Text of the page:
19. A Novel Mechanism of Spine Damages in Stroke via DAPK1 and Tau

    PubMed Central

    Pei, Lei; Wang, Shan; Jin, Huijuan; Bi, Linlin; Wei, Na; Yan, Honglin; Yang, Xin; Yao, Chengye; Xu, Mengmeng; Shu, Shu; Guo, Yu; Yan, Huanhuan; Wu, Jianhua; Li, Hao; Pang, Pei; Tian, Tian; Tian, Qing; Zhu, Ling-Qiang; Shang, You; Lu, Youming

    2015-01-01

    Synaptic spine loss is one of the major preceding consequences of stroke damages, but its underlying molecular mechanisms remain unknown. Here, we report that a direct interaction of DAPK1 with Tau causes spine loss and subsequently neuronal death in a mouse model with stroke. We found that DAPK1 phosphorylates Tau protein at Ser262 (pS262) in cortical neurons of stroke mice. Either genetic deletion of DAPK1 kinase domain (KD) in mice (DAPK1-KD−/−) or blocking DAPK1-Tau interaction by systematic application of a membrane permeable peptide protects spine damages and improves neurological functions against stroke insults. Thus, disruption of DAPK1-Tau interaction is a promising strategy in clinical management of stroke. PMID:25995053

  20. Formulation, antileukemia mechanism, pharmacokinetics, and biodistribution of a novel liposomal emodin

    PubMed Central

    Wang, Tiechuang; Yin, Xiaodong; Lu, Yaping; Shan, Weiguang; Xiong, Subin

    2012-01-01

    Emodin is a multifunctional Chinese traditional medicine with poor water solubility. D-α-tocopheryl polyethylene glycol 1000 succinate (TPGS) is a pegylated vitamin E derivate. In this study, a novel liposomal-emodin-conjugating TPGS was formulated and compared with methoxypolyethyleneglycol 2000-derivatized distearoyl-phosphatidylethanolamine (mPEG2000–DSPE) liposomal emodin. TPGS improved the encapsulation efficiency and stability of emodin egg phosphatidylcholine/cholesterol liposomes. A high encapsulation efficiency of 95.2% ± 3.0%, particle size of 121.1 ± 44.9 nm, spherical ultrastructure, and sustained in vitro release of TPGS liposomal emodin were observed; these were similar to mPEG2000–DSPE liposomes. Only the zeta potential of −13.1 ± 2.7 mV was significantly different to that for mPEG2000–DSPE liposomes. Compared to mPEG2000–DSPE liposomes, TPGS liposomes improved the cytotoxicity of emodin on leukemia cells by regulating the protein levels of myeloid cell leukemia 1 (Mcl-1), B-cell lymphoma-2 (Bcl-2) and Bcl-2-associated X protein, which was further enhanced by transferrin. TPGS liposomes prolonged the circulation time of emodin in the blood, with the area under the concentration–time curve (AUC) 1.7 times larger than for free emodin and 0.91 times larger than for mPEG2000–DSPE liposomes. In addition, TPGS liposomes showed higher AUC for emodin in the lung and kidney than for mPEG2000–DSPE liposomes, and both liposomes elevated the amount of emodin in the heart. Overall, TPGS is a pegylated agent that could potentially be used to compose a stable liposomal emodin with enhanced therapeutics. PMID:22661889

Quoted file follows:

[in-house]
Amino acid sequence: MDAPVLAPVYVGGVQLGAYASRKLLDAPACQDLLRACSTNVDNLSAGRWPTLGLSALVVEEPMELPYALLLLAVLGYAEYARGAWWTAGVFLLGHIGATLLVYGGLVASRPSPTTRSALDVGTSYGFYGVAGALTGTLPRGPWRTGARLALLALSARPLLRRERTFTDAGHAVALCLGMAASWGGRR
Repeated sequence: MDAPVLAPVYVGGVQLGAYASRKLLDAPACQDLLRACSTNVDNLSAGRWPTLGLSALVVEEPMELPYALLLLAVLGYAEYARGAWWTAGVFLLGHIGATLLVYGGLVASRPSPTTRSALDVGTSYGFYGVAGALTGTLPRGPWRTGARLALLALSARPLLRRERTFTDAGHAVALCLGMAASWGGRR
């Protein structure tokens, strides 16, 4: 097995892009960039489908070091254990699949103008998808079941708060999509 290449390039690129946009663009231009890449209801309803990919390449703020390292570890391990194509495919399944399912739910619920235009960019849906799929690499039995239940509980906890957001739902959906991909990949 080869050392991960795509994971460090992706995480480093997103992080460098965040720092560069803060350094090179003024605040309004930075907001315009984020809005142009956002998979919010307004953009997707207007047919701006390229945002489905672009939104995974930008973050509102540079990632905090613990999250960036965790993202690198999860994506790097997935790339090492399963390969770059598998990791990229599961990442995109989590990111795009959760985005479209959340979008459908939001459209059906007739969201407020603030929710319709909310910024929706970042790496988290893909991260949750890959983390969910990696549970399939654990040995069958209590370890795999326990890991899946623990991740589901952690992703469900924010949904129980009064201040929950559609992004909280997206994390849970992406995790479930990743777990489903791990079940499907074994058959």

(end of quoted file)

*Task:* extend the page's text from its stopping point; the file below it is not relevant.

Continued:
1. Plasticity and ductility in graphene oxide through a mechanochemically induced damage tolerance mechanism.

    PubMed

    Wei, Xiaoding; Mao, Lily; Soler-Crespo, Rafael A; Paci, Jeffrey T; Huang, Jiaxing; Nguyen, SonBinh T; Espinosa, Horacio D

    2015-01-01